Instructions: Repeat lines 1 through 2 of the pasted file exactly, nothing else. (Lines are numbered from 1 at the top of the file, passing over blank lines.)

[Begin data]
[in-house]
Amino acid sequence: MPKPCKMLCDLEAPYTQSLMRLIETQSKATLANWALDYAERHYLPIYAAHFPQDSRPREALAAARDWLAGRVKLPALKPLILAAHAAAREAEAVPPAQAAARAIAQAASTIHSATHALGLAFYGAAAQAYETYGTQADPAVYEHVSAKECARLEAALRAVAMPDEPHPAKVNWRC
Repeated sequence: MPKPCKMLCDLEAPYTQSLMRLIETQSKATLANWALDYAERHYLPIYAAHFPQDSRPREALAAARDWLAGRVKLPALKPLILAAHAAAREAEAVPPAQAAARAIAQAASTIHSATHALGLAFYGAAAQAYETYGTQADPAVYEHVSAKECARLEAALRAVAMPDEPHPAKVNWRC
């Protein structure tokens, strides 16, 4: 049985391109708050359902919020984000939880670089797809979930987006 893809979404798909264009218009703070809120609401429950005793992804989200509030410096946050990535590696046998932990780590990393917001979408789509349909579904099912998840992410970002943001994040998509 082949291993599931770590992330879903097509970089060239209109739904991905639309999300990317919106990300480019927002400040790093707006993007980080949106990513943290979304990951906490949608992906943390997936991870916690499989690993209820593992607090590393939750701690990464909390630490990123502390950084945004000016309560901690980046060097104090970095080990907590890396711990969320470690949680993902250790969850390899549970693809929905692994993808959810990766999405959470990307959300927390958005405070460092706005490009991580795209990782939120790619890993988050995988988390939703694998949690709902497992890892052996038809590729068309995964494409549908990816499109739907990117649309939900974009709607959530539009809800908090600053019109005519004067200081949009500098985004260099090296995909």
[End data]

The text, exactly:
[in-house]
Amino acid sequence: MPKPCKMLCDLEAPYTQSLMRLIETQSKATLANWALDYAERHYLPIYAAHFPQDSRPREALAAARDWLAGRVKLPALKPLILAAHAAAREAEAVPPAQAAARAIAQAASTIHSATHALGLAFYGAAAQAYETYGTQADPAVYEHVSAKECARLEAALRAVAMPDEPHPAKVNWRC